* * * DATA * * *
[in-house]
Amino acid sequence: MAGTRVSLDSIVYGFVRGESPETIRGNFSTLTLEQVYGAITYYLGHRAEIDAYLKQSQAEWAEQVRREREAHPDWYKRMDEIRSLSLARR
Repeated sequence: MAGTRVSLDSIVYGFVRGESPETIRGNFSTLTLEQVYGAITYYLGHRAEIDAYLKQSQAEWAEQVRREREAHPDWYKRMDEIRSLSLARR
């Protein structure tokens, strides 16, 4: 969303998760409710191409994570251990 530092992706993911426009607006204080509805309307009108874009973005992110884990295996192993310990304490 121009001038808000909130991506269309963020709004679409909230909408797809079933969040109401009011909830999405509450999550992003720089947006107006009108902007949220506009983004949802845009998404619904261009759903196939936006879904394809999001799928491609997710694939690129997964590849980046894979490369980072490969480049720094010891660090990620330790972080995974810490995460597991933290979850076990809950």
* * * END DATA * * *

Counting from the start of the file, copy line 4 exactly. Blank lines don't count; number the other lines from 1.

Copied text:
């Protein structure tokens, strides 16, 4: 969303998760409710191409994570251990 530092992706993911426009607006204080509805309307009108874009973005992110884990295996192993310990304490 121009001038808000909130991506269309963020709004679409909230909408797809079933969040109401009011909830999405509450999550992003720089947006107006009108902007949220506009983004949802845009998404619904261009759903196939936006879904394809999001799928491609997710694939690129997964590849980046894979490369980072490969480049720094010891660090990620330790972080995974810490995460597991933290979850076990809950």